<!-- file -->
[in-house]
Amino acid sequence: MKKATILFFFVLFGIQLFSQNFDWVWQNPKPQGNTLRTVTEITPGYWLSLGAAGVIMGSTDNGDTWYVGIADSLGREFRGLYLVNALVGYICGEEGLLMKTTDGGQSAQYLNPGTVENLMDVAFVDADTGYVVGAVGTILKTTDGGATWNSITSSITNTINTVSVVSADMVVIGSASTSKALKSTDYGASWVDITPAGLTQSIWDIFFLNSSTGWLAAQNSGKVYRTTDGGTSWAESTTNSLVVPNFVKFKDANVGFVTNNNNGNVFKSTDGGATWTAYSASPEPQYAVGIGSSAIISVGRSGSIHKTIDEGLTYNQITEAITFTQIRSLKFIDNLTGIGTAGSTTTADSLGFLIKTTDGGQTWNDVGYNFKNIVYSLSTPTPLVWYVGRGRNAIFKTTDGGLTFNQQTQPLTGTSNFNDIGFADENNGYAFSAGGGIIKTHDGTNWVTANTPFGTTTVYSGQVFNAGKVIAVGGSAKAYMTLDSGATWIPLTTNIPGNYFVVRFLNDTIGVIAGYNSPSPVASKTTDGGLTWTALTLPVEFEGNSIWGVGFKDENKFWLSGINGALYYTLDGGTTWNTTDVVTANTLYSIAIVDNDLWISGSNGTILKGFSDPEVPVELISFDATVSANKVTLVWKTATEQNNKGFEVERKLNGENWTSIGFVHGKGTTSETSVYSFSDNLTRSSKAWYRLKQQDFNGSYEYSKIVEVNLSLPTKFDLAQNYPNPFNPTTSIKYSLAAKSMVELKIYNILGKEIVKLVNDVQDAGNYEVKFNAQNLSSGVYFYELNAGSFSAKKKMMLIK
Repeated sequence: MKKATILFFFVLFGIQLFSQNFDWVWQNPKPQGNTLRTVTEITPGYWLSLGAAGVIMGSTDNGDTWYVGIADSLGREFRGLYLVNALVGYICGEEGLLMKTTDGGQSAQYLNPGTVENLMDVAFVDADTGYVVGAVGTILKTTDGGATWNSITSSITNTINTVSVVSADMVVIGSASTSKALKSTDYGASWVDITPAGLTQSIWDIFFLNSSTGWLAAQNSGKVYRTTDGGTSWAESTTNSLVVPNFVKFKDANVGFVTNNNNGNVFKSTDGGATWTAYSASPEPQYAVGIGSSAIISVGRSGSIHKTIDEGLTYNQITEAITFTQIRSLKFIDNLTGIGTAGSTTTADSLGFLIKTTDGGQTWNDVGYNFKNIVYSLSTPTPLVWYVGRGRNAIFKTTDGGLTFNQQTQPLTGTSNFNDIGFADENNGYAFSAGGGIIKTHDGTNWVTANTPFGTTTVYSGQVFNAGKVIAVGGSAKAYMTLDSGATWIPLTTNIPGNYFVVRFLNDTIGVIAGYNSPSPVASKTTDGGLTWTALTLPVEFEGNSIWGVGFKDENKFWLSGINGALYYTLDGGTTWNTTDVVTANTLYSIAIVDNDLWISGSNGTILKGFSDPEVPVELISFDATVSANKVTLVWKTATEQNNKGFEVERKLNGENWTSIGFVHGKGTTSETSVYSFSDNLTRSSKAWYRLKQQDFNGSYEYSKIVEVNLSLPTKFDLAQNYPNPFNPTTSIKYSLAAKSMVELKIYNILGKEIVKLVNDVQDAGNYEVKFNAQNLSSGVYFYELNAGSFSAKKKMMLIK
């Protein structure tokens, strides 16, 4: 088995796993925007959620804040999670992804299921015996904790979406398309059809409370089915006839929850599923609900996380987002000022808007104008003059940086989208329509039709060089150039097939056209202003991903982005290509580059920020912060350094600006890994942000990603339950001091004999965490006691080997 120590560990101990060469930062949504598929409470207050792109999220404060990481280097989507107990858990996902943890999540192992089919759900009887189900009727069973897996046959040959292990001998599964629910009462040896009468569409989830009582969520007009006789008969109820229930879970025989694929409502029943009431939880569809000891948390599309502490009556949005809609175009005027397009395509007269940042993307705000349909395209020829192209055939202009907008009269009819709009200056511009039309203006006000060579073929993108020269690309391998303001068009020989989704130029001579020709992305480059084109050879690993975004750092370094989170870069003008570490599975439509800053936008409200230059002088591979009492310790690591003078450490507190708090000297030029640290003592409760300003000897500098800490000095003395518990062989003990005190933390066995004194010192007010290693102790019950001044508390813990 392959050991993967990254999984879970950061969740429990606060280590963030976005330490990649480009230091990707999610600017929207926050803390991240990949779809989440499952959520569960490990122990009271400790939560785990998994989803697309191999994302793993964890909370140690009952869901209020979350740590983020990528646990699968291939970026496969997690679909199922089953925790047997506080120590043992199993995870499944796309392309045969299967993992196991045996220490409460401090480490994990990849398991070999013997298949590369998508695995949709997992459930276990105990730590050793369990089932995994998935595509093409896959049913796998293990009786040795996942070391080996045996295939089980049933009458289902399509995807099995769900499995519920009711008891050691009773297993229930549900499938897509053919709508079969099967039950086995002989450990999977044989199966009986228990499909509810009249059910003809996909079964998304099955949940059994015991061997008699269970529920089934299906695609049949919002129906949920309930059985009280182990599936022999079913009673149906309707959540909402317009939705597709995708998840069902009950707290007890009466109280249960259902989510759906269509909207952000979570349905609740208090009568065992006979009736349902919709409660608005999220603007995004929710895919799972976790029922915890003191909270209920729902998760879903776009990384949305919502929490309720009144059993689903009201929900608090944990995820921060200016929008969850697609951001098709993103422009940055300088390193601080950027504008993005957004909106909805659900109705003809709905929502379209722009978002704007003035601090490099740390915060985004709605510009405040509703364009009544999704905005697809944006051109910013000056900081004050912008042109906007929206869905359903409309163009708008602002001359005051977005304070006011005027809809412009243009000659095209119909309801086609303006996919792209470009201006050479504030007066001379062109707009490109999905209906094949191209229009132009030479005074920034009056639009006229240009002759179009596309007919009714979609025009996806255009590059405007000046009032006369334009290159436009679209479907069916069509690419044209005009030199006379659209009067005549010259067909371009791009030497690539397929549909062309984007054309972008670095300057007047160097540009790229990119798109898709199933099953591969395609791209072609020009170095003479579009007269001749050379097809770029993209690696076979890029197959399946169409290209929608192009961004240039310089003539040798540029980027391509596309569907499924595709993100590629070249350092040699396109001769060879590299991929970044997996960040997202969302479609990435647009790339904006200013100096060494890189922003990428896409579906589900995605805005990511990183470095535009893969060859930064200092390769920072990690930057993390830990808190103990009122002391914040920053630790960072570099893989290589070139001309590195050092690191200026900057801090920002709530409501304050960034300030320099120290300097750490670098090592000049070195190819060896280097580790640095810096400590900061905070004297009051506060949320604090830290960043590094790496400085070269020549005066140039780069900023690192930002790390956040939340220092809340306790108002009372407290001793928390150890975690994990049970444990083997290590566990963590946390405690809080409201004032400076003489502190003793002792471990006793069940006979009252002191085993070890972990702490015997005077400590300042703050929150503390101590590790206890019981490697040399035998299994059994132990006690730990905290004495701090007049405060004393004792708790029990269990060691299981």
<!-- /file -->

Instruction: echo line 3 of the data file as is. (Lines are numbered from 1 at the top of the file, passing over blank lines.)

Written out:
Repeated sequence: MKKATILFFFVLFGIQLFSQNFDWVWQNPKPQGNTLRTVTEITPGYWLSLGAAGVIMGSTDNGDTWYVGIADSLGREFRGLYLVNALVGYICGEEGLLMKTTDGGQSAQYLNPGTVENLMDVAFVDADTGYVVGAVGTILKTTDGGATWNSITSSITNTINTVSVVSADMVVIGSASTSKALKSTDYGASWVDITPAGLTQSIWDIFFLNSSTGWLAAQNSGKVYRTTDGGTSWAESTTNSLVVPNFVKFKDANVGFVTNNNNGNVFKSTDGGATWTAYSASPEPQYAVGIGSSAIISVGRSGSIHKTIDEGLTYNQITEAITFTQIRSLKFIDNLTGIGTAGSTTTADSLGFLIKTTDGGQTWNDVGYNFKNIVYSLSTPTPLVWYVGRGRNAIFKTTDGGLTFNQQTQPLTGTSNFNDIGFADENNGYAFSAGGGIIKTHDGTNWVTANTPFGTTTVYSGQVFNAGKVIAVGGSAKAYMTLDSGATWIPLTTNIPGNYFVVRFLNDTIGVIAGYNSPSPVASKTTDGGLTWTALTLPVEFEGNSIWGVGFKDENKFWLSGINGALYYTLDGGTTWNTTDVVTANTLYSIAIVDNDLWISGSNGTILKGFSDPEVPVELISFDATVSANKVTLVWKTATEQNNKGFEVERKLNGENWTSIGFVHGKGTTSETSVYSFSDNLTRSSKAWYRLKQQDFNGSYEYSKIVEVNLSLPTKFDLAQNYPNPFNPTTSIKYSLAAKSMVELKIYNILGKEIVKLVNDVQDAGNYEVKFNAQNLSSGVYFYELNAGSFSAKKKMMLIK